‘It’s definitely not my fault I got hit by a river’

Barber shop owner, car swept by flood; said he floated on street

Jonathan+O%27Brien%2C+who+owns+Cave+Cutz+in+town%2C+snaps+a+photo+of+his+view+from+his+car+as+he+floats+down+the+flooded+Grand+Avenue.++
Back to Article
Back to Article

‘It’s definitely not my fault I got hit by a river’

Jonathan O'Brien, who owns Cave Cutz in town, snaps a photo of his view from his car as he floats down the flooded Grand Avenue.

Jonathan O'Brien, who owns Cave Cutz in town, snaps a photo of his view from his car as he floats down the flooded Grand Avenue.

COURTESY OF JONATHAN O'BRIEN

Jonathan O'Brien, who owns Cave Cutz in town, snaps a photo of his view from his car as he floats down the flooded Grand Avenue.

COURTESY OF JONATHAN O'BRIEN

COURTESY OF JONATHAN O'BRIEN

Jonathan O'Brien, who owns Cave Cutz in town, snaps a photo of his view from his car as he floats down the flooded Grand Avenue.

DYLAN GREENE, Evergreen deputy sports editor

Hang on for a minute...we're trying to find some more stories you might like.


Email This Story






Some people used air mattresses to float the raging river down Grand Avenue Tuesday night. But Jonathan O’Brien one-upped them when he rafted down the street in a Kia Optima.

“I legitimately f-cking floated,” he said.

O’Brien, the owner of Cave Cutz, was driving north on Grand after work when he hit about two to three inches of water covering the roadway.

He was following a pickup truck that was clearing the path and allowing his mid-size sedan to trek on. Unfortunately, once O’Brien reached the laundromat on Grand, the water was about 4-feet deep and he quickly realized he was in trouble.

Things became even worse when the pickup took a left and all the water it had plowed out of the way rushed onto O’Brien’s Kia, nearly submerging it. Then he started to float near Nye Street and was along for the ride.

“It’s the craziest sh-t I’ve been through in a long time,” he said.

When O’Brien realized he had no control of his car, he turned it off, cranked up the radio and lit a cigarette. He then dialed his girlfriend, Sylvia Aguila, and informed her about his precarious situation.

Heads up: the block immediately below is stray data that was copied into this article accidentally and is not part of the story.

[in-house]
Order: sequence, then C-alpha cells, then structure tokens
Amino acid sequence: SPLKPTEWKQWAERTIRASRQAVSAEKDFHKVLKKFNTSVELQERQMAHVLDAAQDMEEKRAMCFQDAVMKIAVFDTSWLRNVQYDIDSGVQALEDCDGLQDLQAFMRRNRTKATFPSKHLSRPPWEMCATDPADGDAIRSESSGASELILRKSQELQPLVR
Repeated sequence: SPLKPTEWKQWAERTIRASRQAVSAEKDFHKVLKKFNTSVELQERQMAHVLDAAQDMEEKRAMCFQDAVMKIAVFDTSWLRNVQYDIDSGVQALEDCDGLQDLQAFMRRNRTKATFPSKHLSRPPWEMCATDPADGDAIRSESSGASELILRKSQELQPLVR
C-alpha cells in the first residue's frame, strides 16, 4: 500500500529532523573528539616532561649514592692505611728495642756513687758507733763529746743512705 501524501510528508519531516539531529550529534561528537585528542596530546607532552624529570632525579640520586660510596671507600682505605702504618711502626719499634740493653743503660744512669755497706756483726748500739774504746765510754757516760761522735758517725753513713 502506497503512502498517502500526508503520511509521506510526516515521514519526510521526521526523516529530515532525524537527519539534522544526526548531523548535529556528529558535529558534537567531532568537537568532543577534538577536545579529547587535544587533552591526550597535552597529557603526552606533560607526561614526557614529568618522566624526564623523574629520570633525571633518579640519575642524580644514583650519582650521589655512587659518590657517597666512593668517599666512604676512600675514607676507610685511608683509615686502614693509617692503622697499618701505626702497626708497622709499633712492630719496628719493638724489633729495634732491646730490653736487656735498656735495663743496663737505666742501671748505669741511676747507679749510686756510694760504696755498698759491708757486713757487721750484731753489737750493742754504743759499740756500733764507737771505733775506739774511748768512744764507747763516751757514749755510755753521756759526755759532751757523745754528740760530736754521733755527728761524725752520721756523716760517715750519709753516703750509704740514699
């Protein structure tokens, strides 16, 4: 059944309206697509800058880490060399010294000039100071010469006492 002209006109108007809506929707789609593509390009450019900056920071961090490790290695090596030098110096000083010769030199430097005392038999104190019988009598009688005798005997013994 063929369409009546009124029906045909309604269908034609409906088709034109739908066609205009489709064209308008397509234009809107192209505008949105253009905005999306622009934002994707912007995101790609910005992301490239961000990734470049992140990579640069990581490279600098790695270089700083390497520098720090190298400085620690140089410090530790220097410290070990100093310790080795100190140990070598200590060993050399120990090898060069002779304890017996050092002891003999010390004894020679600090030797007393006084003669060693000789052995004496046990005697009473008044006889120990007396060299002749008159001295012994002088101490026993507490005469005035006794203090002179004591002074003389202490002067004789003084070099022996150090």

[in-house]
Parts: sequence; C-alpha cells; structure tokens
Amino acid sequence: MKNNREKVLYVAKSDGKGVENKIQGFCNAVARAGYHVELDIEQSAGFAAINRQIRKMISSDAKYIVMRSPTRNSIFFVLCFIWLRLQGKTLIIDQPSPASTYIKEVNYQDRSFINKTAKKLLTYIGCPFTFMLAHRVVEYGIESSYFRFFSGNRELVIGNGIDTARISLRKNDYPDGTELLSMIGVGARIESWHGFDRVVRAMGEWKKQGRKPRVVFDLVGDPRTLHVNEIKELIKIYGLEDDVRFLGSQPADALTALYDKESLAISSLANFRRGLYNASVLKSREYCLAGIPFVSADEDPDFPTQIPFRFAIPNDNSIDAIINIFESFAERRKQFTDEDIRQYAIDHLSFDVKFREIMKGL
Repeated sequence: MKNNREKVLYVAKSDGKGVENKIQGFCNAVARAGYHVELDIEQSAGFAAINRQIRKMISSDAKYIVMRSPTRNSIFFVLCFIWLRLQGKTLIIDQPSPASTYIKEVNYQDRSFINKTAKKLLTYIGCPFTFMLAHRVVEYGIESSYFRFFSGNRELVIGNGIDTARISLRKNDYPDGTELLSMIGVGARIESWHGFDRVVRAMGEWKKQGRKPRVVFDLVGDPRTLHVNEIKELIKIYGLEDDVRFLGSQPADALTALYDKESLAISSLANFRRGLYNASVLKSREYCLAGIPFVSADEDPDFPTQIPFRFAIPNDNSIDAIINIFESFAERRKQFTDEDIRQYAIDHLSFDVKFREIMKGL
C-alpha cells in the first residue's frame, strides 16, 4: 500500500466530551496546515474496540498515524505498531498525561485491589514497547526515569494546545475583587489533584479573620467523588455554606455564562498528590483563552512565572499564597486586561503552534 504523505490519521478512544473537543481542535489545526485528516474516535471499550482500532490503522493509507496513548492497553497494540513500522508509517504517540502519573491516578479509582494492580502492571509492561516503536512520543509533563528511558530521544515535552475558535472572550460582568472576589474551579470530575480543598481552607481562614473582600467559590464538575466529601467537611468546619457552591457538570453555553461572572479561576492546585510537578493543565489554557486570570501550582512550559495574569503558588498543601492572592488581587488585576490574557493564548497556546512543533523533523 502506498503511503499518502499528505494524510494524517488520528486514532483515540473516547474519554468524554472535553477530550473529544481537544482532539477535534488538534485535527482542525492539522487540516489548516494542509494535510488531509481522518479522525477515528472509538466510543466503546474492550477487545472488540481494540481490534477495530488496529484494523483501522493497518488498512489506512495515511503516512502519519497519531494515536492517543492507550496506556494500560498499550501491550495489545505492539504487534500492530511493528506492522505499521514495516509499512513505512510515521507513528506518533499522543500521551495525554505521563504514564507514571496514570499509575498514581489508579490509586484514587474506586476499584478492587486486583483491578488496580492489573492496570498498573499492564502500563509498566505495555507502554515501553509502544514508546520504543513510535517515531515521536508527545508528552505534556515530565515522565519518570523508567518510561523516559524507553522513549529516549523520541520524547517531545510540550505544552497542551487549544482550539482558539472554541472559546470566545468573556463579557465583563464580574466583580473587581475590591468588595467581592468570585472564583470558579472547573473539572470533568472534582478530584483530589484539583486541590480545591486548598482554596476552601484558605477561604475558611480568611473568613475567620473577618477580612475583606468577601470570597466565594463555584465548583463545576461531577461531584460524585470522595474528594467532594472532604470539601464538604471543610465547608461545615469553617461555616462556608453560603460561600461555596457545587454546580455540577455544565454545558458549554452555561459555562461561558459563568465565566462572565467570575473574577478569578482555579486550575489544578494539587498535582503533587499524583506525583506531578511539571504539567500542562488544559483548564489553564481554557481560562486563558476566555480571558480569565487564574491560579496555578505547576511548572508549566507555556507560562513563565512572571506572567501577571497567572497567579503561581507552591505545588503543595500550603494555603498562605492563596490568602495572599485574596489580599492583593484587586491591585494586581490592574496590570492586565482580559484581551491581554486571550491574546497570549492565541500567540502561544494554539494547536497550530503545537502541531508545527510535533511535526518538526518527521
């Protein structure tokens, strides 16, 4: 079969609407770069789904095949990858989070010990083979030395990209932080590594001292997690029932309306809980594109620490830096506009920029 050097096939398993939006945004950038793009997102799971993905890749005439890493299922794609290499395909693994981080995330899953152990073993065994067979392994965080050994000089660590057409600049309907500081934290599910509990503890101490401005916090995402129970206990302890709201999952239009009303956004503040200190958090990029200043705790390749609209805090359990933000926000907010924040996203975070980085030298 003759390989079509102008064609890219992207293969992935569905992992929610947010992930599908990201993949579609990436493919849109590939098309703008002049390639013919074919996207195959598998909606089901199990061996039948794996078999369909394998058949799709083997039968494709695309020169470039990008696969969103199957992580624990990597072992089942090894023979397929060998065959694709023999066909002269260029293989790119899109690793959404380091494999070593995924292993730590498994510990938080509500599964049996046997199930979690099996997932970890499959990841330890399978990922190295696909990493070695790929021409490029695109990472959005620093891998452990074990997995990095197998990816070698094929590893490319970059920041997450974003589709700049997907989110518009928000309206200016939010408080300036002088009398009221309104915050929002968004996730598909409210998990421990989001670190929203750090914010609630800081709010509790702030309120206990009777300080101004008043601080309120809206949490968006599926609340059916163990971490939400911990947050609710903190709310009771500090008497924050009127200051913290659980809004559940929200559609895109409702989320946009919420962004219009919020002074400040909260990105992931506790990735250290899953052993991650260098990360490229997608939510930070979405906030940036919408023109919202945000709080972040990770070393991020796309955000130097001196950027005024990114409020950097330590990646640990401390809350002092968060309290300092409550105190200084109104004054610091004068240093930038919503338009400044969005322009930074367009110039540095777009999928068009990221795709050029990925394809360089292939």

“I called her while I was floating,” O’Brien said. “She said she had a burger waiting for me and I was like just throw the f-cking thing out.”

O’Brien was not scared or nervous but there was one thing on his mind.

“All I could think about was my insurance better cover this,” he said.

O’Brien took photos as his car spun aimlessly without any water entering the vehicle. He floated for fewer than five minutes and about 100 yards before his car came to a rest just before reaching Ritchie Street.

He sat in his car another 10 minutes before the fire department came and told him he needed to exit the vehicle.

Wading through shin-deep water, O’Brien made it to shore safely. He stood there for another 10 minutes and realized there was nothing he could do to rescue his car, so he went home and tried to relax.

“I went home, lit up a joint and just jumped on [Call of Duty: Black Ops 4] because I just wanted to zone out and forget,” he said.

O’Brien called a towing company and told them what happened to his car, but they just laughed and hung up the phone.

Just past midnight, O’Brien headed back to retrieve his car. The water had receded, which allowed O’Brien to reach his vehicle with ease. The problem was starting it.

Muddy water shot out the tailpipe as he turned the key about 10 times before it finally started. With a weed-filled front bumper, O’Brien managed to drive his car home, but he was surprised by the durability of his Kia and that it even started.

“Kind of makes me want another one because the thing is a tank,” he said.

O’Brien is getting a rental car from Enterprise while he sorts out the damage to his vehicle. He hopes his insurance company determines his Kia is totaled because he isn’t to blame.

“It’s definitely not my fault I got hit by a river,” O’Brien said.